Responses of other Stimuli
Understanding that the environment is a major factor in deciding what a cell will do, there are other sensory stimuli besides chemicals. E. Coli were discovered to be repelled by blue light (phototaxis) which was determined by the fact that the chemoreceptors in E. Coli respond to light because most species of bacteria were former photosynthetic. Using light to fix carbon, they generated behavioral signals which now allowed E. Coli to respond to light. (Adler 2011) (Berg 2011)
E. Coli had demonstrated some responses to heat. More tests were conducted to see the effects of chemotactic system for thermotaxis. If E. Coli was missing 3 of the chemo proteins (cheY|W|A) then they would not react to the change in temperature, but rather the chemoreceptors (Tsr,Tar,Trg,Tap) all demonstrated some hand in bacterial thermotaxis. Falling in two categories, the cold receptor is Tap, while Tsr, Tar, Trg showed an increase of tumbling when there was a decrease of temperature vice versa the cold receptor would produce an inverted response. Receptors, if near their attracts, will demonstrate a different behavior after being methylated. If there is Serin, there will be no response due to Tsr. Some explanation that maybe offered to understand why the E. Coli “swim” is due to the hot temperatures that will cause denaturation making it more fluid. (Adler 2011) (Jeffory,Salman,Libchaber 2011)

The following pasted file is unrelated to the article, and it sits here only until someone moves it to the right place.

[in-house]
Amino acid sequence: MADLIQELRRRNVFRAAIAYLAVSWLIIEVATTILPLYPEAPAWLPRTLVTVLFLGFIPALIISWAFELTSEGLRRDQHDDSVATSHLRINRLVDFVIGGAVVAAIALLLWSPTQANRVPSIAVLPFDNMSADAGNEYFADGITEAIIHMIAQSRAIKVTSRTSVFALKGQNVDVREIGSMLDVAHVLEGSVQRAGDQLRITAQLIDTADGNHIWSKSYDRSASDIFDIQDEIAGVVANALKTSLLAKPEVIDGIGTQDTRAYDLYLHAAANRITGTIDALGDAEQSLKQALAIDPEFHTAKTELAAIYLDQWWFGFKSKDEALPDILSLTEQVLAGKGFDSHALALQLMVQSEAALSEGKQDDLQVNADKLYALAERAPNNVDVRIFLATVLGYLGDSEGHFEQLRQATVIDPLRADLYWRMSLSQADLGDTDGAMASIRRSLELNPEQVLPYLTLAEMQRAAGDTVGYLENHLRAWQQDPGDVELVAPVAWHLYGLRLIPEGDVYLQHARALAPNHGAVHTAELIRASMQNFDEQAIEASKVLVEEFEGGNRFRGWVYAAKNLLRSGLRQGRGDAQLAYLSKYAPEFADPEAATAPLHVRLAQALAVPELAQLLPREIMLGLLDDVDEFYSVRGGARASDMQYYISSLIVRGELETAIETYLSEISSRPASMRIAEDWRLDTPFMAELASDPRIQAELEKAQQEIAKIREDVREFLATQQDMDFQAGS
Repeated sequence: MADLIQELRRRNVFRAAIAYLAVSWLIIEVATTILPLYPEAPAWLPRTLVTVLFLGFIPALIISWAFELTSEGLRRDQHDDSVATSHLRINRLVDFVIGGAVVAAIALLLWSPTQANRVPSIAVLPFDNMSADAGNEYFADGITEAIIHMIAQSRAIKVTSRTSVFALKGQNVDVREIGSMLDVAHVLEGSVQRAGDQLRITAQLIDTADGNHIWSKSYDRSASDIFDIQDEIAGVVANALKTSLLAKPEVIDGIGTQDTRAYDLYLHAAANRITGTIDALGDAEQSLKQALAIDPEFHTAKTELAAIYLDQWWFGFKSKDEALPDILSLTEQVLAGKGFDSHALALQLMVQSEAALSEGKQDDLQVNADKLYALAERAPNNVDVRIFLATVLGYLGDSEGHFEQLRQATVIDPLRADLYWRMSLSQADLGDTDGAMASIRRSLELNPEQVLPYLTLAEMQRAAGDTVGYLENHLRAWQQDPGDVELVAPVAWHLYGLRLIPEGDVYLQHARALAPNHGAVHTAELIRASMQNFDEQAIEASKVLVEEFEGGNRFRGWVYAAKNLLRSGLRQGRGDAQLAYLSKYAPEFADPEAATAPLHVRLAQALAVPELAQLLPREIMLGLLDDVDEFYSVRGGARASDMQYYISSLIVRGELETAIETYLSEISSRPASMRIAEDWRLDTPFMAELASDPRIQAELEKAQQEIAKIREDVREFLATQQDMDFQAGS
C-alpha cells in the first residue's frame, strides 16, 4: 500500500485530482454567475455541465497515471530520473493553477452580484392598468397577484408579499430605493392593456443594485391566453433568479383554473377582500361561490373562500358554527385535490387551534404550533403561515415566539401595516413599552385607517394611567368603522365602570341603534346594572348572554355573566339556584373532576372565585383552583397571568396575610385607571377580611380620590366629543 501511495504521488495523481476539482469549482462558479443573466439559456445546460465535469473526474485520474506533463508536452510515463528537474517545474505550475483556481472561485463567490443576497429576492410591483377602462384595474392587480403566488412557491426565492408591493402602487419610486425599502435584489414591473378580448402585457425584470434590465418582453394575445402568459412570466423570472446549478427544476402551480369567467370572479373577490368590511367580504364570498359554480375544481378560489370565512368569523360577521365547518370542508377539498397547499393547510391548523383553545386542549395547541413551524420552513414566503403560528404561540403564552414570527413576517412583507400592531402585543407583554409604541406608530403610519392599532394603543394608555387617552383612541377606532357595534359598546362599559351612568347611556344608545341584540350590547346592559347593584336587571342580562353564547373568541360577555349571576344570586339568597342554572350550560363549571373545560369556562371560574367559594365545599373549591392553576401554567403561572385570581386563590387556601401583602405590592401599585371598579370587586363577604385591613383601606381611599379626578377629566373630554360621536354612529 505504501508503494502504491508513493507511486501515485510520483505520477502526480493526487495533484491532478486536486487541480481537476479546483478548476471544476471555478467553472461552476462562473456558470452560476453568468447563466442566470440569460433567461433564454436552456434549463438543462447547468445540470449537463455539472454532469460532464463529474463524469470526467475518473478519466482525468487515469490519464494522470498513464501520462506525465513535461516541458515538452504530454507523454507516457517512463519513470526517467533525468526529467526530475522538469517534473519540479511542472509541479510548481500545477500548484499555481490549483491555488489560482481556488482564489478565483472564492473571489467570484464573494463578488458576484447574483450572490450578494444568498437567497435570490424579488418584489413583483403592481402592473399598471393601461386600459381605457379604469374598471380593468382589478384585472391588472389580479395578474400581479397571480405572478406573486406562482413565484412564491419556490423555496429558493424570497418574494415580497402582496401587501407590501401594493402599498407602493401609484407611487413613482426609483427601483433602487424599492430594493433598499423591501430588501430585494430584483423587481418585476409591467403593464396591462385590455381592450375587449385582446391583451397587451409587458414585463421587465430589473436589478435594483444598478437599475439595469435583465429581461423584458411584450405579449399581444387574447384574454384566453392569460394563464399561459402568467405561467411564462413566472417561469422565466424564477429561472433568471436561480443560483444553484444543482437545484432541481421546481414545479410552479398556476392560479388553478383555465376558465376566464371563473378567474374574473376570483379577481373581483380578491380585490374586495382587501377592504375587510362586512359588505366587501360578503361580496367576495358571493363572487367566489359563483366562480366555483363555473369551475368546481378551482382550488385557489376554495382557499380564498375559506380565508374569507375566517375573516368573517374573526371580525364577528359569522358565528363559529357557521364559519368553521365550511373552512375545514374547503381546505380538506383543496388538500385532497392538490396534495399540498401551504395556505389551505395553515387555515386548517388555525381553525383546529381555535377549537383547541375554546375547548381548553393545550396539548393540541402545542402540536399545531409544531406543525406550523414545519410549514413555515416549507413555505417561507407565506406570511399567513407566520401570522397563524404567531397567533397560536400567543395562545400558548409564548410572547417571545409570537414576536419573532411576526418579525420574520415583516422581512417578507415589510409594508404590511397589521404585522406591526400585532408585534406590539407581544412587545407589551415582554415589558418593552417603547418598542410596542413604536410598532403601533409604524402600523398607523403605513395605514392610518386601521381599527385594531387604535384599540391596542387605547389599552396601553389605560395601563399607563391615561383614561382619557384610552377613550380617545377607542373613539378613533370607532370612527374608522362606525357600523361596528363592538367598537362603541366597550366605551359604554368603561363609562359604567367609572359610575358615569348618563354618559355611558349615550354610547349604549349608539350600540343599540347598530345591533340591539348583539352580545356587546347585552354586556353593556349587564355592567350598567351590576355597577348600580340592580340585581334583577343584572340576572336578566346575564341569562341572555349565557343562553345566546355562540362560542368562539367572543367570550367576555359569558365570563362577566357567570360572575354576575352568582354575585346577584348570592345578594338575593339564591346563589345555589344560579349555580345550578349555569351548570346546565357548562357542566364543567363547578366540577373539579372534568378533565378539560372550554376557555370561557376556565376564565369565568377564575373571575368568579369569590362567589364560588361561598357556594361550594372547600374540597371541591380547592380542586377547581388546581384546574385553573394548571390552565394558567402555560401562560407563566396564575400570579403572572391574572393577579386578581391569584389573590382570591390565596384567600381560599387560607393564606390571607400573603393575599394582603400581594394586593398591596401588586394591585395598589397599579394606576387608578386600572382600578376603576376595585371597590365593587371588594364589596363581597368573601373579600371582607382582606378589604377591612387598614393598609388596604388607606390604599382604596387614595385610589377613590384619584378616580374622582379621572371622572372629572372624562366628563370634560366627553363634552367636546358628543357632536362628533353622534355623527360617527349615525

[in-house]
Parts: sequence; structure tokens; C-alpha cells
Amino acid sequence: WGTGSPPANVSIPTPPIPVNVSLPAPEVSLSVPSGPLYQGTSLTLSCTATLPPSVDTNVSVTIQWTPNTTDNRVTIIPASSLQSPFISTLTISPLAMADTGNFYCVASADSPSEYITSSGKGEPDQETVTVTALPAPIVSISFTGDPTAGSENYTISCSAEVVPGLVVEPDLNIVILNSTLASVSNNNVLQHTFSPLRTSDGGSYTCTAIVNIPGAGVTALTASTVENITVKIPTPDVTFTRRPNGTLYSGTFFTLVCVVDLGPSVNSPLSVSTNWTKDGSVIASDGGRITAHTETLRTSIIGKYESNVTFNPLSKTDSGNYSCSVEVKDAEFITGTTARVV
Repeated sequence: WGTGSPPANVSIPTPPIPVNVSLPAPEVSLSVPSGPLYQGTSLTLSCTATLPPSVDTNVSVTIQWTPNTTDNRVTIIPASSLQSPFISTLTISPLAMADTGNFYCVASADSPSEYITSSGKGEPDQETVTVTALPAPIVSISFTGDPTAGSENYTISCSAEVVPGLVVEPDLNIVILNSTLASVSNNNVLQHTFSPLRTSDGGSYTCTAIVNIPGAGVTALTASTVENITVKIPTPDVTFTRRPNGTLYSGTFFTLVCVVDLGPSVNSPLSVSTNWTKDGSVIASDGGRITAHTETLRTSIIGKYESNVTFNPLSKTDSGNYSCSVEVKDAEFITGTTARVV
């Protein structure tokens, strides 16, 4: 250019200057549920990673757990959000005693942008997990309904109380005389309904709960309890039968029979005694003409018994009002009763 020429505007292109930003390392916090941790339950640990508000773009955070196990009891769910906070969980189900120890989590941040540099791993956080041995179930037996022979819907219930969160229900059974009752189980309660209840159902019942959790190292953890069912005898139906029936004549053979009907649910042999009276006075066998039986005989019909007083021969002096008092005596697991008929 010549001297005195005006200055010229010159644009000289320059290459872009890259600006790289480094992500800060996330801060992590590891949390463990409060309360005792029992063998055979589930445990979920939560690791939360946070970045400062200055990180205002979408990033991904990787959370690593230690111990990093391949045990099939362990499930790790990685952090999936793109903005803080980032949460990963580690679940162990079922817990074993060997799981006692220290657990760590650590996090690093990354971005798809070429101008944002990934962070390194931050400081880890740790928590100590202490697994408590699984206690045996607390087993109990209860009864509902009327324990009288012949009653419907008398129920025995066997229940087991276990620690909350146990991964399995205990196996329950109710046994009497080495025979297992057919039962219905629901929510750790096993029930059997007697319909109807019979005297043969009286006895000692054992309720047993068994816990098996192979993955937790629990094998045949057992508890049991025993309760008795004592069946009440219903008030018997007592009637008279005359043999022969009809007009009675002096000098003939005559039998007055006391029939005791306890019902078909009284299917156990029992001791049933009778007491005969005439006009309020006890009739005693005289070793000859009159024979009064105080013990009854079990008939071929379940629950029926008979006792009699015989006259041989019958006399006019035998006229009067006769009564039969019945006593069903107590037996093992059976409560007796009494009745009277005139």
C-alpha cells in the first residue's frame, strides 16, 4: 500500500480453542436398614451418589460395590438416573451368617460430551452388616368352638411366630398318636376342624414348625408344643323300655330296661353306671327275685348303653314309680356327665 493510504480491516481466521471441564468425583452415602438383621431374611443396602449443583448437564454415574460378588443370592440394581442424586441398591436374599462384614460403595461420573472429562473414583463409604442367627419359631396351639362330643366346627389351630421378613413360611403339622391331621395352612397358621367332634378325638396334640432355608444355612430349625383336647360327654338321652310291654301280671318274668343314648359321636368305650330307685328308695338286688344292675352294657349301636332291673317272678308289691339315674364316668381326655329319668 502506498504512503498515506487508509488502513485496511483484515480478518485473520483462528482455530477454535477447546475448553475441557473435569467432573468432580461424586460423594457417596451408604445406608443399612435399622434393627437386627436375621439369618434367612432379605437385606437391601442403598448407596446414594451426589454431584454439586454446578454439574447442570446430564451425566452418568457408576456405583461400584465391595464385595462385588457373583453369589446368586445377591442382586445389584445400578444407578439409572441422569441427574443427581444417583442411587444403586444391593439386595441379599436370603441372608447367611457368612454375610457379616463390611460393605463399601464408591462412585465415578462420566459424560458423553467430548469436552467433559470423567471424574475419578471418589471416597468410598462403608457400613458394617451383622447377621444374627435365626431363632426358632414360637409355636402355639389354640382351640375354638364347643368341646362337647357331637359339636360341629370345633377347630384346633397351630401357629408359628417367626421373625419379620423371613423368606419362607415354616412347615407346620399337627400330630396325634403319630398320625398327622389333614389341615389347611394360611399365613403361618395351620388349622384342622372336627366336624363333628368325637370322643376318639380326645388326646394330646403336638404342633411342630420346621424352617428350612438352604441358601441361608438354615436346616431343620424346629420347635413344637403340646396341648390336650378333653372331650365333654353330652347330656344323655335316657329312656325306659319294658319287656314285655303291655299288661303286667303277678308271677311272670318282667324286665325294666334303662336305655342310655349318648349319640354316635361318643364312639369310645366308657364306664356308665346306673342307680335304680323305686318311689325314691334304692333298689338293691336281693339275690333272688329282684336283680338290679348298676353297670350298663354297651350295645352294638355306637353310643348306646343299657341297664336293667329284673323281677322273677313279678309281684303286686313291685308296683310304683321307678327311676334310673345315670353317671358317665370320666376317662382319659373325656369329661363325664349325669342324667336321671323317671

Osmolarity plays a major role in where E. Coli are repelled by both high & low osmolarity but seek optimum osmolarity. This osmotaxis is highly dependent on the environment of E. Coli and the changes have different effects. If there is a rapid flow of water from the cell, it will be turgor, causing a process to try to restore the original conditions. The amount and concentration of the cytoplasmic water are controllers of the growth and the lower/higher the osmolarity, the less it will move versus optimum states of osmolarity. (Adler 2011)
If there are different responses to the environment, electrical properties must also play a role in E. Coli. Although experiments have played with the action potential of E. Coli there has yet to be any evidence. There proves to be electrical changes within E. Coli, but none that will come close to action potentials. The size of E. Coli also proves to be a difficulty because of its extremely small scale. If we were to measure the volts, it would degrade the cell wall and disrupt the cells function. To measure them, as of now, scientists monitor the blinking behaviors of E. Coli strains and determine their functions. (Adler 2011) (McDonald 2011)
Electrophysiology is the fastest growing of all the cardiovascular disciplines. Electrophysiologists are cardiologists who have additional education and training in the diagnosis and treatment of abnormal heart rhythms. Close collaboration between electrophysiologists and other doctors who treat patients with heart disease is very important.